Telling the difference between good friends and toxic friends is especially important for caregivers. Caregivers simply don't have the dual luxuries of boundless time and energy to invest in friendships that are not reciprocal. So, here's a quick guide to recognising good friends and toxic friends.
For caregivers, there are two common types of toxic friends; the troll and the narcissist. The troll is someone who calls and visits often. He or she will ask many questions about your loved one and may even visit in hospital to chat over coffee or lunch. They will appear warm and concerned, while inquiring into the minutiae of your loved one's symptoms and treatments. This type of toxic friend does not offer help of any kind. They simply want to know. The human drama of a caregiver's life provides vicarious interest and fodder for their dinner table chat, but that is all. This type of friend cannot make the intellectual leap between listening to your experience and offering to sit with your loved one or doing your grocery shopping.
The second type of toxic friend is the narcissist.
Narcissists rarely, if ever, ask how you or your loved is doing. They are bored by others' experiences, so constantly direct the conversation back to themselves. No matter how difficult a caregiver's situation may be, it will always be worse for a narcissist - and despite their healthy family status, they will want you to listen and sympathise.
Caregivers soon find out that longstanding friendships don't necessarily translate into good friendships when the going gets tough. Some lifelong friends do show their loyalty and generosity, while others suddenly become too busy to call or drop by. The messy and often sad events in caregivers' lives may be too difficult for some people to witness and absorb. The fact is, not everyone is cut out for helping others through the toughest times. The trick is to determine quickly who will be a good friend for the long haul and who may be limited in their ability to walk with you through your caregiving journey. Wise and experienced caregivers will advise forgiveness in the case of friends who disappear upon hearing your loved one's diagnosis. Holding on to bitter feelings will only make it more difficult to spot new friends who genuinely want to help.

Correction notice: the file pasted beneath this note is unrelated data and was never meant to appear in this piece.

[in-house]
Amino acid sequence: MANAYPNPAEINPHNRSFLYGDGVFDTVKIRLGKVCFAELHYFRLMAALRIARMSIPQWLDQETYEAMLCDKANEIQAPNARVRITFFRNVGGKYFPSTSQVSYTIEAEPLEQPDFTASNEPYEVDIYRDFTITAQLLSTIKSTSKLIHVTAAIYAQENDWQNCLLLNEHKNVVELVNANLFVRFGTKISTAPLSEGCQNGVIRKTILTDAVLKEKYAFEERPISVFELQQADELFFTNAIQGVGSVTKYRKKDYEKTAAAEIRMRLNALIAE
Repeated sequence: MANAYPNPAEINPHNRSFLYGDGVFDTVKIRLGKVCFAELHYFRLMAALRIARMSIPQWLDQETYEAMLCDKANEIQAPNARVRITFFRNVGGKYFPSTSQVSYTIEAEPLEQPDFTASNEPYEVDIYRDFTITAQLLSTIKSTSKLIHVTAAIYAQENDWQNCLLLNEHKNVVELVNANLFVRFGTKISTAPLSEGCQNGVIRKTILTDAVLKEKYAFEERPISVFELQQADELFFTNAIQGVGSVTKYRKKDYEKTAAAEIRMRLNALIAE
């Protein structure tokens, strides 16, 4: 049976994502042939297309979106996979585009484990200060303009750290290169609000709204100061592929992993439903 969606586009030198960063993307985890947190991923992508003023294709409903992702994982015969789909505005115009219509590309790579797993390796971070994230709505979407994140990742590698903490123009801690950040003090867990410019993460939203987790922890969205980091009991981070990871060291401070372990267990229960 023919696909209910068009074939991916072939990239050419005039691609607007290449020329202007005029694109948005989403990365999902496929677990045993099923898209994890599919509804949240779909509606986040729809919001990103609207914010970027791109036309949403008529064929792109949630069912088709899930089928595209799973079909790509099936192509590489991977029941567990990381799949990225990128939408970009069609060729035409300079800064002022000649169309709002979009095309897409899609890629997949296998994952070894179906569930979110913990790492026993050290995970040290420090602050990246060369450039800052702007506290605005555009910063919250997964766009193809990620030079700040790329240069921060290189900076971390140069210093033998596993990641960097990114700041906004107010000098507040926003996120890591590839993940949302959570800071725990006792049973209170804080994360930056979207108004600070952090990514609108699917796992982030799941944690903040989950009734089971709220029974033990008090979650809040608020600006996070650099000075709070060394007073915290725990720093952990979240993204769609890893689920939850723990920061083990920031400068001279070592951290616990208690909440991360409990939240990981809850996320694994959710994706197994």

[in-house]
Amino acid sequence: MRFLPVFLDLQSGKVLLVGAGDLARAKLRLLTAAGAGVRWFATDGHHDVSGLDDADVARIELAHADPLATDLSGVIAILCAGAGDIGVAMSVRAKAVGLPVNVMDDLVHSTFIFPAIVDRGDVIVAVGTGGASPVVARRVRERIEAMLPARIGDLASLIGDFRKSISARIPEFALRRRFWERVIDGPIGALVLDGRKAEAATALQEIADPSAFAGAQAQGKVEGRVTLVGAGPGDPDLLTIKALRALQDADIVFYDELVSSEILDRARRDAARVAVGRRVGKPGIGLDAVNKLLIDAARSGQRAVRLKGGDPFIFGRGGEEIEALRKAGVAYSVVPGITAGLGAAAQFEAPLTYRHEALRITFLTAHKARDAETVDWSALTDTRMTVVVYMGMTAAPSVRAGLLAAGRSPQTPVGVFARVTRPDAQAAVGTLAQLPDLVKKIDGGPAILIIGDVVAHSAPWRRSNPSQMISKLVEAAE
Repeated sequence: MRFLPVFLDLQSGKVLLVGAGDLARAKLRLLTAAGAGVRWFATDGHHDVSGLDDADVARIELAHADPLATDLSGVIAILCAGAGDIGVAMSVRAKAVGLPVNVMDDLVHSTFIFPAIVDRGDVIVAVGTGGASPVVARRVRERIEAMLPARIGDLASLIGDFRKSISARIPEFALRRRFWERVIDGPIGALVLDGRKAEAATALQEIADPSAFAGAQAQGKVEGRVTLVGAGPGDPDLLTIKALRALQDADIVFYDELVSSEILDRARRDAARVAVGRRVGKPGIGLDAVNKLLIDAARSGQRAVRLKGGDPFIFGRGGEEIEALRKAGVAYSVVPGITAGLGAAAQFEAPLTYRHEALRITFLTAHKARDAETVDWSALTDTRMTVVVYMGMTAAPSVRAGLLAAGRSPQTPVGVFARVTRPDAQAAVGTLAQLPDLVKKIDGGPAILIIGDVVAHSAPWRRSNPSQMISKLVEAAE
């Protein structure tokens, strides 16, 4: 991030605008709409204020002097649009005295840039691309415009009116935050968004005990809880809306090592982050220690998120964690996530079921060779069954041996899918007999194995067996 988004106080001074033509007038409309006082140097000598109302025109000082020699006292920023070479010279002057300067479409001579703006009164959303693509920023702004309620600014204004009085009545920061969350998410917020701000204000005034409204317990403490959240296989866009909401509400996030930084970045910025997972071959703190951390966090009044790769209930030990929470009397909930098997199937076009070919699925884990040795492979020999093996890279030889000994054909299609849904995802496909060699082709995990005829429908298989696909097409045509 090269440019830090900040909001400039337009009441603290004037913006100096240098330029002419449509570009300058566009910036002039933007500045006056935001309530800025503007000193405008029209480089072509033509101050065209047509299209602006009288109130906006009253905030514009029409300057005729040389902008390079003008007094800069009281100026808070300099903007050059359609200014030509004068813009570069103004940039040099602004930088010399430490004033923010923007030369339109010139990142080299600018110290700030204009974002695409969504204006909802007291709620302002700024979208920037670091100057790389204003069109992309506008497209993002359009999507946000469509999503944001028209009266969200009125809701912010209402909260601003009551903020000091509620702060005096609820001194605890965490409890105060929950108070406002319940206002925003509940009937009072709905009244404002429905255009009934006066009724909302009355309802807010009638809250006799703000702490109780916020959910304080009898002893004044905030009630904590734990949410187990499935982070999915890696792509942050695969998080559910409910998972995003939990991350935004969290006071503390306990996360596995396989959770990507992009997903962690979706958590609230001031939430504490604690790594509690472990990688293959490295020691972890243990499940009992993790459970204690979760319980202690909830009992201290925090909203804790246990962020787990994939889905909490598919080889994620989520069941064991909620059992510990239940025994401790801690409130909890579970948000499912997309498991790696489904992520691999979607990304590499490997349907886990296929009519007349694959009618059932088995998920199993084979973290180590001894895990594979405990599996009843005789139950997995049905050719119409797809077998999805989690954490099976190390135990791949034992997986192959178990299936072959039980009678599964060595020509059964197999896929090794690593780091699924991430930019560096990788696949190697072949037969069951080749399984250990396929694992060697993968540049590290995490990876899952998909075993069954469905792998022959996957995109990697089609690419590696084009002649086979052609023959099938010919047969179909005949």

The extraordinary friend is one who intuits your needs, listens without judgement, visits often and always brings food. The new friend is an acquaintance who, upon hearing that you are giving care, offers help that is truly helpful. The kindness of new friends is always a surprise - often the most helpful friends are those you would least expect. Whether a good friend is old or new, it is clear that your friends are those who truly want to help. Friends will want to give what they can. Some may not cook, but their keen wit can suddenly flip fear into hilarity - that is a gift to a caregiver.
Caregivers have the obligation of reciprocating friendship, too. Most often, this means saying thank you. The sincere expression of gratitude is not a sign of weakness or evidence that the caregiver is miserably incapable of handling a loved one's needs independently. The gracious acceptance of help and friendship in the full knowledge that love flows both ways, is the key here. Good friends say, "You look tired. Here, let me help you." That's just what good friends do.
My book, 'The Four Walls of My Freedom: Lessons I've Learned From a Life of Caregiving' (House of Anansi Press) is now available from all major booksellers in the USA and Canada